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Monetary Policy In Review 2017-2022

The Reserve Bank’s review of its monetary policy decisions for the period 2017-2022 was published today, including reports from two independent international experts.

Reserve Bank chairman Professor Neil Quigley says the report is robust, identifying what went well and where there are lessons for the future. “In publicly holding ourselves to account in this review we’re continuing in our tradition of learning as an institution. I would like to thank our international peer reviewers, who also provided a critical and independent assessment to ensure our lessons are robust.”

RBNZ Governor Adrian Orr says “the period reviewed was uniquely challenging, with the global economy responding to globalisation and more lately fragmentation, technological change, declining global interest rates, plus the COVID-19 pandemic and war in Ukraine.

“I am extremely proud of the dedication the team at Te Pūtea Matua displayed, and the outcomes achieved. There is much for us to learn from the conduct of monetary policy during this period, and the review identifies nine areas of focus for improvement, which the Reserve Bank is progressing.”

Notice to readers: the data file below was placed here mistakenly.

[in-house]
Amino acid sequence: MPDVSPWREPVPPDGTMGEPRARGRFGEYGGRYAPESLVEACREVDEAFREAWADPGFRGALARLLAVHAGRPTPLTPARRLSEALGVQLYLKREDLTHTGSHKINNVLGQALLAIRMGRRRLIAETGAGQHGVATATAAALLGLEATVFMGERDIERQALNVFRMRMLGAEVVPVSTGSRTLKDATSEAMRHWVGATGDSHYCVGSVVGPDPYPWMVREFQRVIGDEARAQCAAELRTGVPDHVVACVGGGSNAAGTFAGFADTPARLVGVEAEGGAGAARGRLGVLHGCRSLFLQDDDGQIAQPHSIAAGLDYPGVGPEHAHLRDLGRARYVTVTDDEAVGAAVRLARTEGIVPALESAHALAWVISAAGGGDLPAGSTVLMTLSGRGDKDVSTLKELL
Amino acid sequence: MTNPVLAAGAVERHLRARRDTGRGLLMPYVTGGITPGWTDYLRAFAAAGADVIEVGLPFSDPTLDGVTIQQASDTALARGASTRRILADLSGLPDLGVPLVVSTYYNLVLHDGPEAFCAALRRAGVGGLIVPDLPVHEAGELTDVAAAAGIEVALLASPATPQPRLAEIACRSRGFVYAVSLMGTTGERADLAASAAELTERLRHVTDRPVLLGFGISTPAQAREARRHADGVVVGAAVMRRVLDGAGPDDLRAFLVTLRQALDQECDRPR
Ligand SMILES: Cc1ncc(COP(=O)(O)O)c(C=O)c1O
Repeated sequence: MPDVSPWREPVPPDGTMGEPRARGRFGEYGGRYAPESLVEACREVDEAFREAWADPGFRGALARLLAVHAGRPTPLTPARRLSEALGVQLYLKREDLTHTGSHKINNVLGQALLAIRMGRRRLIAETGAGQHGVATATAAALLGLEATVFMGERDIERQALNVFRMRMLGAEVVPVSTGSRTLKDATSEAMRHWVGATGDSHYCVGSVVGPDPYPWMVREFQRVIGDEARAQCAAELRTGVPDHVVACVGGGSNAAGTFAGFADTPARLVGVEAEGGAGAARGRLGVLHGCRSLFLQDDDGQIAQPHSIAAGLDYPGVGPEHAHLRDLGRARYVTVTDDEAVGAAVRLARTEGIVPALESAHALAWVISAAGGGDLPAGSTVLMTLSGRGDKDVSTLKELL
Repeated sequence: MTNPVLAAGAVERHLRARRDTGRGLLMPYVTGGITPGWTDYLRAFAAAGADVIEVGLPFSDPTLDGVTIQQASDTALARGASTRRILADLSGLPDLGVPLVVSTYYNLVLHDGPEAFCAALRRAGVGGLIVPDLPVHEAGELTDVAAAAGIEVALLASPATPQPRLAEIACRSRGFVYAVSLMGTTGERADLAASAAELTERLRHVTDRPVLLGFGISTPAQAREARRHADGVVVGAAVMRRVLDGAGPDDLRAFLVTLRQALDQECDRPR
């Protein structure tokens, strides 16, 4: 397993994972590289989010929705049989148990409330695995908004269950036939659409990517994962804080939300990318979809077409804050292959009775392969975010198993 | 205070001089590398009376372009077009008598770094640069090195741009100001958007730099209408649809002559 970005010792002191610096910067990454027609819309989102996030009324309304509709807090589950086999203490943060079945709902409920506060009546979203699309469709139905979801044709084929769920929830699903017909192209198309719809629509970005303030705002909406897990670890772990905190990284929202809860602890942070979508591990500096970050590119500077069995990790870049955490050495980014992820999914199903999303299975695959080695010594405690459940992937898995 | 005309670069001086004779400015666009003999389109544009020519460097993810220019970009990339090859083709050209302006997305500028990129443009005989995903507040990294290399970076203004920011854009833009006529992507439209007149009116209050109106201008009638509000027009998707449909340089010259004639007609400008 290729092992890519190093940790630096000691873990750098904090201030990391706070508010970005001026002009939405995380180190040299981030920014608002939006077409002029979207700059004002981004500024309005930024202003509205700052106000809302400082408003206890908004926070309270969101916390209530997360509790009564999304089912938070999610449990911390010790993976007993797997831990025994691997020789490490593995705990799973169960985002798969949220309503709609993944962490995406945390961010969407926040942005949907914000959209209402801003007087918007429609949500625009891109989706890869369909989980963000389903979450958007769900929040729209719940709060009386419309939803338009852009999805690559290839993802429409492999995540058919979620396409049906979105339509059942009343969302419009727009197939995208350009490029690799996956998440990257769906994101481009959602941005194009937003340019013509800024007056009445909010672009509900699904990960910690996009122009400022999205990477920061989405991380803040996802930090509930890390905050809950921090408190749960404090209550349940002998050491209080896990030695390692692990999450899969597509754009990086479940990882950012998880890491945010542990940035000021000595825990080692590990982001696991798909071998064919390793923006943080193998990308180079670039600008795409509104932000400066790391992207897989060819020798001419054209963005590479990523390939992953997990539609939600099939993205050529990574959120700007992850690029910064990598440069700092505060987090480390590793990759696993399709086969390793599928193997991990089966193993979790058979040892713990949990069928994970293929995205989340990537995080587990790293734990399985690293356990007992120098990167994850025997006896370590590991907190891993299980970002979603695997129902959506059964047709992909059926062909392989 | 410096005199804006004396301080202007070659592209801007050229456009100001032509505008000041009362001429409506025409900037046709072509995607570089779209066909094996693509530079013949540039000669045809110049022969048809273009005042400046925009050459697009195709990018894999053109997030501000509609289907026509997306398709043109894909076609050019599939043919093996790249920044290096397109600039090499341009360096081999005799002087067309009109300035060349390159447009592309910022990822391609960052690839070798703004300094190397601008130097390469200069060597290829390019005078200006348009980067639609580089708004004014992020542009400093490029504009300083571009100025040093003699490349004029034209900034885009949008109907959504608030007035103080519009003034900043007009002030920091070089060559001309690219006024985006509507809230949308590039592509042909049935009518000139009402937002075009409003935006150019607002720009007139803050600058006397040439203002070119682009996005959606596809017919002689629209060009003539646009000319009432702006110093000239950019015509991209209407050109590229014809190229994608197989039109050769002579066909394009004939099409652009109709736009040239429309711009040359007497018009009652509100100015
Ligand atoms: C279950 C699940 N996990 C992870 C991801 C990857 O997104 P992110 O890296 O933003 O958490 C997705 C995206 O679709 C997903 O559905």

The review finds that monetary policy decisions were consistent with the data available at the time. The easing in monetary policy during the COVID-19 pandemic was warranted and worst-case economic scenarios were avoided.

Reserve Bank Chief Economist Paul Conway says “the current heightened level of inflation could have been lessened at the margin by an earlier tightening in monetary policy in 2021. However, while we are facing some serious economic challenges, the New Zealand economy has weathered the economic storm created by pandemic and war relatively well. Inflation and unemployment are both low compared to the vast majority of OECD countries.”

More information:

  • Read full report
  • Peer review documents
  • Livestream briefing at 1pm
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